700 years of difference is farfetched as "near-simultaneously". The ideology differs a gulf of light-years: Jesus is a human troublemaker, a Son of God, or a Face of God, that sacrifices his life to save humankind from sins (annulling karma). It's an activist religion requiring equality and active charity. Whatever Krishnaism is, it's not that. Rursus dixit. (mbork3!) 12:51, 6 May 2012 (UTC)
  • Was Krishna "crucified"? to atone for our sins? (Hindus says no).
  • [1] Given the pronounced syncretic tendency of Hinduism, it is safe to assume that any odd tales of Krishna's being crucified arose only after the existence of Christian proselytism, in imitation of the Christian narrative.
  • [2] Almost every correlation between Krishna and Jesus can be traced to Kersey Graves, a 19th century author who believed Christianity was created from pagan myths. Though his works have been proven by scholars to be false and poorly researched (Source), many still ignorantly refer to his arguments not knowing they are easily disproved by simply comparing the Bible to the Hindu texts.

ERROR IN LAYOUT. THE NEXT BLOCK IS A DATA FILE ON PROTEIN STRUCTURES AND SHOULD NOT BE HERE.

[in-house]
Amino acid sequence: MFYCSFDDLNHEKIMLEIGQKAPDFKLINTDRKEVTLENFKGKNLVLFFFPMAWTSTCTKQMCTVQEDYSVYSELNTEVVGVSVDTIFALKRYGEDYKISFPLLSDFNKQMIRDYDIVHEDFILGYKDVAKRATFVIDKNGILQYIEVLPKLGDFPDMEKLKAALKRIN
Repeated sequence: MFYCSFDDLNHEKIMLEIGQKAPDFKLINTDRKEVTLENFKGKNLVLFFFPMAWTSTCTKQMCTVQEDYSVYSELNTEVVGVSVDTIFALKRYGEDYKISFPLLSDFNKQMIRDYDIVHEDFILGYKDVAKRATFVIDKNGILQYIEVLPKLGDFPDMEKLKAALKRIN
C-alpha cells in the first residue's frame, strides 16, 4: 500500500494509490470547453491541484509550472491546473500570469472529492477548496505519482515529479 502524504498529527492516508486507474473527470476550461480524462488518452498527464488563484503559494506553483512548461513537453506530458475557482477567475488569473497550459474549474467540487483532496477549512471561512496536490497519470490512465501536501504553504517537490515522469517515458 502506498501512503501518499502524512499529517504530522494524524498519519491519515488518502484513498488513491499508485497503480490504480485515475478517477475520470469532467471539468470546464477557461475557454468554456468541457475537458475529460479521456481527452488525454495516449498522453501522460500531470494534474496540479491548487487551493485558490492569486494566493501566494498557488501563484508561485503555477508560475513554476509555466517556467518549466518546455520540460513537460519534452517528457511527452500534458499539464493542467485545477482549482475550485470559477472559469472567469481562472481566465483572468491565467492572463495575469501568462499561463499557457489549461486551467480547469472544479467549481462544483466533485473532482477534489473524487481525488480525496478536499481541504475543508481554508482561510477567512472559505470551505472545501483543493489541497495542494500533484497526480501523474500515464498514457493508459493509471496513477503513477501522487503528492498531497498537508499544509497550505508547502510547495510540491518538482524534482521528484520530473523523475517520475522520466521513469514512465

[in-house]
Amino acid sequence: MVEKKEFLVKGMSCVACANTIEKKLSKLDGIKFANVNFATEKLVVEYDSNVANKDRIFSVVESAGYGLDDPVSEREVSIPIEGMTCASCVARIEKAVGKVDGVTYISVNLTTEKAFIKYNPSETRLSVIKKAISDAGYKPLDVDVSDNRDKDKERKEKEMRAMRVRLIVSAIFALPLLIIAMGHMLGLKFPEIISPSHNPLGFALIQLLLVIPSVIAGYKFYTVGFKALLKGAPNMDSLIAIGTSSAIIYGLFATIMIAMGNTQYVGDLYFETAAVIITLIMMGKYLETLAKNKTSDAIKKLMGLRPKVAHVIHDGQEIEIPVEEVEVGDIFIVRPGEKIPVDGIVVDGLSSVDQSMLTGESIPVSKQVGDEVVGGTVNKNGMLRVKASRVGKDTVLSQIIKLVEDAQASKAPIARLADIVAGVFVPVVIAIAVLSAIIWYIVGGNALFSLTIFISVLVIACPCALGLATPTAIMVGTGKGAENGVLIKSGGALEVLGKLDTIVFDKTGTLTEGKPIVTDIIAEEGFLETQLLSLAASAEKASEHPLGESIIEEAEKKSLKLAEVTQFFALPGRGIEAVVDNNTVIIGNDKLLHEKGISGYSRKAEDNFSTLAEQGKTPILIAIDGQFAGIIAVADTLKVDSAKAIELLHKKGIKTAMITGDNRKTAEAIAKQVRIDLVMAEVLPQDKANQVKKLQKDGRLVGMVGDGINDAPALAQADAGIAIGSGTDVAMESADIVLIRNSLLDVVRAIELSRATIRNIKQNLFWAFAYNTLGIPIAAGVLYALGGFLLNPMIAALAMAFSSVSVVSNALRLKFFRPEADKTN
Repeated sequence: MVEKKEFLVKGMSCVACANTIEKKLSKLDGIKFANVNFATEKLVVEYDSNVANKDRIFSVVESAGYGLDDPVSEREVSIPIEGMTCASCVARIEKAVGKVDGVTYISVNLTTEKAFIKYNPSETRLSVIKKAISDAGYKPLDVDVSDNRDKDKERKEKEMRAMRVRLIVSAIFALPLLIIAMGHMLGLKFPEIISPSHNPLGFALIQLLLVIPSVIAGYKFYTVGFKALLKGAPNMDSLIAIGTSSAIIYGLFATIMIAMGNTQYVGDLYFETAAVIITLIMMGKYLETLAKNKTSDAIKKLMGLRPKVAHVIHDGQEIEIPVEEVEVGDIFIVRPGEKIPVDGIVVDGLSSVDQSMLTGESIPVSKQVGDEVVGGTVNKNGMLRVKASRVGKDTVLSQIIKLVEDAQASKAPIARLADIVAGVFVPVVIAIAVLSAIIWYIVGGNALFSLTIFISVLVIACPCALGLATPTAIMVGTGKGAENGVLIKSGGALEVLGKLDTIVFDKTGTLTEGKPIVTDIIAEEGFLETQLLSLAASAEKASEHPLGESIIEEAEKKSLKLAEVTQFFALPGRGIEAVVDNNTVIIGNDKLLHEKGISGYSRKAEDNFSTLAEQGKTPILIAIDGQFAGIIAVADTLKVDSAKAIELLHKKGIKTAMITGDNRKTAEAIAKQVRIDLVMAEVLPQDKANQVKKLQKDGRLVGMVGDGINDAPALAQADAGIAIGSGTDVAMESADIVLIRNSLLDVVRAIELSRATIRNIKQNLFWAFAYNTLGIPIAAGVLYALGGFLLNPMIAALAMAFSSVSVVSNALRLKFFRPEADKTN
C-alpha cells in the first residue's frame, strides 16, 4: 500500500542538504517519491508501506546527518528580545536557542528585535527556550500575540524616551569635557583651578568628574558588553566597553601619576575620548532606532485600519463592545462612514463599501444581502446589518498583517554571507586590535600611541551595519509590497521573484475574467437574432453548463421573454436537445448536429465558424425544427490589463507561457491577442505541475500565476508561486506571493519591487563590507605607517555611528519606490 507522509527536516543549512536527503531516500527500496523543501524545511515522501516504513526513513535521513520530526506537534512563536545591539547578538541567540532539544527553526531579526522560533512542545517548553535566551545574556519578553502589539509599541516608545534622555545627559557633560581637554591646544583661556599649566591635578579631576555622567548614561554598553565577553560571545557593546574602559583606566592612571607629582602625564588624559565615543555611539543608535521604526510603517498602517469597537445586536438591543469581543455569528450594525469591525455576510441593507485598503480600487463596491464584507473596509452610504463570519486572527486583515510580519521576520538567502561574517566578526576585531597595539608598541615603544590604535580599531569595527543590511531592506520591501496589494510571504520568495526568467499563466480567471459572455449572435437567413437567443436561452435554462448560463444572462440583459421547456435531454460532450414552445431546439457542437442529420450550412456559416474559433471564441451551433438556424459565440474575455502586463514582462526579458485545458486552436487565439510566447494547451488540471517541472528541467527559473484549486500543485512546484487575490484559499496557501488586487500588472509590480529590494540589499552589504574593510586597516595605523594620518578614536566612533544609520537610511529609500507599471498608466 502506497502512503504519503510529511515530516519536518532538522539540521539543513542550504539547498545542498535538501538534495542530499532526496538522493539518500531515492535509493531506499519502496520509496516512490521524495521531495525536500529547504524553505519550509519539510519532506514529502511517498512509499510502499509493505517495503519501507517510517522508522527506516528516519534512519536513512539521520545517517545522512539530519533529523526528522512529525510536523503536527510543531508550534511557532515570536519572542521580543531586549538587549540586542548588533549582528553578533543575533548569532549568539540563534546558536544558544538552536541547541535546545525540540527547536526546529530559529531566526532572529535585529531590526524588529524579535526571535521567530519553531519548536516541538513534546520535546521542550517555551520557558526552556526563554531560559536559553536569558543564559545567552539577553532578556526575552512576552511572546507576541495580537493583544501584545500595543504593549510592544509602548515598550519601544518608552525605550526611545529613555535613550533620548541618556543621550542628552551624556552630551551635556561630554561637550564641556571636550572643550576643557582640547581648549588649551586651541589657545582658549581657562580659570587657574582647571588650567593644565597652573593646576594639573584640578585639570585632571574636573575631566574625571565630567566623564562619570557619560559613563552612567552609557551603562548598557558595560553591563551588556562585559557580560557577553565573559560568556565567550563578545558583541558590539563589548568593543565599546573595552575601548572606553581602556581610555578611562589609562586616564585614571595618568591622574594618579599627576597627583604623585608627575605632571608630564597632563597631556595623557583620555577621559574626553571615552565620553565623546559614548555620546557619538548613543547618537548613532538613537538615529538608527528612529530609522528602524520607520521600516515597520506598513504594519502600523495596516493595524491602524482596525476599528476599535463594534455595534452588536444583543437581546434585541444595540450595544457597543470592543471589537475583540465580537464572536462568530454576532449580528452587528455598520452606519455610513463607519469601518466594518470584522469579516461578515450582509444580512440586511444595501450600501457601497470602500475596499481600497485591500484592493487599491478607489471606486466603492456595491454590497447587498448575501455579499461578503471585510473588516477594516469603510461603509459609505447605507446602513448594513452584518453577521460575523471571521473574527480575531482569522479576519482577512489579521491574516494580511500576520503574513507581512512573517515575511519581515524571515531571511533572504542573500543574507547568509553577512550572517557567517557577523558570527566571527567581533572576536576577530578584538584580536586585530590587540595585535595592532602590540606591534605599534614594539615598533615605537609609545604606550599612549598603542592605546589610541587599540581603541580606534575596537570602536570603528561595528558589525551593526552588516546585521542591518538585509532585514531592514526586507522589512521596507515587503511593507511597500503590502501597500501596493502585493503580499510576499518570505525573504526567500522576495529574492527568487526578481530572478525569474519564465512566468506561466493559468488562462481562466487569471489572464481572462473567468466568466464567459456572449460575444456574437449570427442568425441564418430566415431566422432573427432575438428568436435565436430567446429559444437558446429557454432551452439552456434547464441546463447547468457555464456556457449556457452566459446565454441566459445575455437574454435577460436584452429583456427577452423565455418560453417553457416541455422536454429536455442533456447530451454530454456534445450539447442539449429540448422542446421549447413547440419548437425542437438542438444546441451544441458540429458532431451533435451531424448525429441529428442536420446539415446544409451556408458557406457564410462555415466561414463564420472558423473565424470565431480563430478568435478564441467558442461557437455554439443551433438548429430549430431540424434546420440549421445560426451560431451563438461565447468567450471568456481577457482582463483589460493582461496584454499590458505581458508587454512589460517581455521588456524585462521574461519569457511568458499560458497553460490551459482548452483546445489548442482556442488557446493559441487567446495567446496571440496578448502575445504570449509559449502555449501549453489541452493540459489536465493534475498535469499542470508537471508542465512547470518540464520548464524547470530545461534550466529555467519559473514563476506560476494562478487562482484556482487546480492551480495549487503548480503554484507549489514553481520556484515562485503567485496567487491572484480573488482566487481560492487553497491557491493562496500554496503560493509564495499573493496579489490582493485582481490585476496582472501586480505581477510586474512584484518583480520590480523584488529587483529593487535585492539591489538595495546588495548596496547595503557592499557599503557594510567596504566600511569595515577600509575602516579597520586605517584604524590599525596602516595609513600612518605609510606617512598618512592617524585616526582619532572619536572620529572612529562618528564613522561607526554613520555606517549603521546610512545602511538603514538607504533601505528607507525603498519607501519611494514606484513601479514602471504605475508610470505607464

We shouldn't perpetuate this kind of pseudoscience. Rursus dixit. (mbork3!) 15:29, 6 May 2012 (UTC)

Trying to balance Krishnaism and Christianity[edit]

I'm refactoring the section Krishnaism and Christianity. The facts are that some, namely anti-Christians on one hand, and syncretic Hindus on quite another hand, try to allege that Krishnaism and Christianity are related, while Christians try to falsify.

I believe that there is almost no academic debate in the topic, but it is hard to verify reliably. The reason, I think, is that Kersey Graves originated most of the arguments for a connection, and that those arguments are for some 30-40% easily disprovable by just looking up the facts in Wikipedia, for example:

Graves states Wikipedia states
Krishna was born 25 december no he was born 18 july
Krishna was step son to a carpenter no he was step son to a noble
Krishna's mom was named Maya no she was named Devaki

The section should read that there is a comparison, but that it is a fringe meme which is not academically accepted. Rursus dixit. (mbork3!) 10:12, 7 May 2012 (UTC)

It would help if someone could tell me what's the ethics of Krishnaism. (The ethics of Christianity is the golden rule, peace making and charity, and some lesser behavioral rules). I simply don't get it; the article alleges that it is submission to Krishna, which tells me absolutely nothing: every religion requires some kind of submission. What's the real ethics??! Rursus dixit. (mbork3!) 19:06, 7 May 2012 (UTC)
Someone that could affirm Ethical Life by Harry Redner? If so (I refused to believe it for thinking the best of them, but if it is that bad) Krishnaism is the straight opposite of the class-less rebellious, charity-activist Christianity. Rursus dixit. (mbork3!) 19:25, 7 May 2012 (UTC)